Math and me have had a tumultuous relationship. When I (Zach) was in high school I had a pretty bad math teacher, whose cynicism and poor teaching skills - students were meant to “discover” the solutions to problems before receiving proper instruction - played a role in my decision at the time to never pursue … Continue reading Is Math Anxiety Totally Avoidable?
I have a challenge for you readers. Name two psychologists/cognitive scientists whose research has impacted education in the past twenty years. Were you able to? Perhaps that was too easy. New challenge! Name two psychologists/cognitive scientists who have published impactful work in the past twenty years AND were also featured at a workshop or PD session that … Continue reading Beyond Piaget and Vygotsky: Why Teachers’ Cognitive Science Education is Insufficient
I'm (Zach) excited to share that I will be presenting at yet another conference, this time at Learning2 in Nanjing, China. Take a look at the description of the workshop below, which I hope will merge some of my passion for utilizing research to inform teaching with my work in creativity. Hope to see you … Continue reading NEW WORKSHOP: The Cognitive Science of Creative Subjects at Learning2 2019!
I love professional book clubs. If schools are serious about teacher agency and differentiating professional learning for teachers, administrators should consider teacher book clubs as an option. The following is an updated list of 10 books for professional book clubs that I've had the pleasure of either facilitating, attending, or just think could be great if … Continue reading 11 Books to Start a Book Club for Teachers
I get the sense from some in the creative subjects that the simple practice of putting something down in the form of a written curriculum is too restrictive or too cold and methodical to be worth doing. While schools tend to provide math and reading teachers things like off-the-shelf resources, scope and sequences, and pacing … Continue reading Does Design/MakerED/STEM even need a curriculum?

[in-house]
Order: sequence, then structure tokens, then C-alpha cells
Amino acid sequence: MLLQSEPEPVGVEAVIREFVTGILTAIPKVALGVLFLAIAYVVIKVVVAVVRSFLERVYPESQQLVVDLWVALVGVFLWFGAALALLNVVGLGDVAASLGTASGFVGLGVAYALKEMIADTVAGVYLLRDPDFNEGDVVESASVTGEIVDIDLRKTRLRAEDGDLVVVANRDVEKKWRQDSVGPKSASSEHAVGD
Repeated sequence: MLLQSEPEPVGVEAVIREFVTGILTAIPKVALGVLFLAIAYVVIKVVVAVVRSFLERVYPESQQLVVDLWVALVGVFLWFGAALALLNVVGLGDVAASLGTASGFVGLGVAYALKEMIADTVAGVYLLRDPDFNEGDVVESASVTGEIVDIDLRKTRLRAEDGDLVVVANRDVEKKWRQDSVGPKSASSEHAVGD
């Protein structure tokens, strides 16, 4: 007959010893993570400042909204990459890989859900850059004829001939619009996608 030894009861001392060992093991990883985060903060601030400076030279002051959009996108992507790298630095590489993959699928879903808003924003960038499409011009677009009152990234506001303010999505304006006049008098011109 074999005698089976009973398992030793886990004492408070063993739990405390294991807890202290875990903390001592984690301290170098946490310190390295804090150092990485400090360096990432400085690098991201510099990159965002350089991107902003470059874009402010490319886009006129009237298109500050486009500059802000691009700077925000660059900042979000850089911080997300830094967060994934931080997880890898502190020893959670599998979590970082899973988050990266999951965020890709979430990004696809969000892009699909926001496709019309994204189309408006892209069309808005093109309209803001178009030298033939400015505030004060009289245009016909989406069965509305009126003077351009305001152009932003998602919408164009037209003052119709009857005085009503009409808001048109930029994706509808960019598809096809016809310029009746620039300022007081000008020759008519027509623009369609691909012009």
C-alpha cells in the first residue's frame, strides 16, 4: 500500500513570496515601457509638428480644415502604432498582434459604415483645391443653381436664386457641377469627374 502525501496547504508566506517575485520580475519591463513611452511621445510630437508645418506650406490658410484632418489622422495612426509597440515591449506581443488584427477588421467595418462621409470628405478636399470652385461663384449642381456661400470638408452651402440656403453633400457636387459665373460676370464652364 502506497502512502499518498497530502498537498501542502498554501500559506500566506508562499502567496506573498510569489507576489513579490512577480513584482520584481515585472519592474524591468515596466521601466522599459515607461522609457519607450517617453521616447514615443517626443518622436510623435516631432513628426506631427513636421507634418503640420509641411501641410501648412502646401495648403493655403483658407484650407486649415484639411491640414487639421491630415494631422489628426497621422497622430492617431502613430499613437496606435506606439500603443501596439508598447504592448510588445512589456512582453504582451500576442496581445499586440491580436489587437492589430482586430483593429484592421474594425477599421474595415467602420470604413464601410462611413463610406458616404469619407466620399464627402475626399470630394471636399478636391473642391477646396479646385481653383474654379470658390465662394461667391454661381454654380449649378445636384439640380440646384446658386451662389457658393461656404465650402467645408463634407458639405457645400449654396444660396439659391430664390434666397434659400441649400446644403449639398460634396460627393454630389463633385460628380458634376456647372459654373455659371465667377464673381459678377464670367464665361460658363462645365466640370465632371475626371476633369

I recently finished reading Dan Willingham’s book, Raising Kids who Read: What Parents and Teachers can do. Of particular interest to me (Zach) was the chapter in which Willingham described the infamous “Reading Wars”. Having just facilitated design thinking around literacy at my school, during which we started a discourse (Described in this recent post) … Continue reading What constitutes “Balanced Literacy” depends on who you’re talking to.
Followers of this website will know that Education Rickshaw is a blog on teaching and living overseas. My wife Stephanie and myself, both raised attending public schools Tacoma, Washington, were teachers at a Native American school before “taking the plunge” and moving to teach at an international school in Vietnam. Since then, we’ve taught in … Continue reading Taking the Plunge: Should America’s Teachers Consider Moving to Teach Overseas?
Seasoned teachers know a lot about how to do their jobs, and can generally execute the default instruction that we're all familiar with pretty well. Practical knowledge of this kind is sometimes referred to as craft knowledge or wisdom of practice, and it forms the basis of some national teaching assessments (Leinhardt, 2007). While craft knowledge includes … Continue reading Do Teachers Need Research to Be Good Teachers?
Recently I had the opportunity to present at ETC 2019 in Bangkok with my colleague in MYP Design, Nik Madalinski. Our workshop, called Cre8 Design, was a weird one. We gave participants the chance to pick from 8 micro-presentations around current trends and topics in design technology over the course of 80 minutes (If time … Continue reading 3 Big Ways Schools Can Enable A Culture of Creativity and Design Thinking
I recently had the chance to distribute a survey to students in my design classes, one of those school-wide ones that all students have to complete on all of their teachers. I was happy with the results. It included questions such as "My teacher likes me" and "My teacher takes time to speak with me about … Continue reading How would your students grade you on Rate My Professors?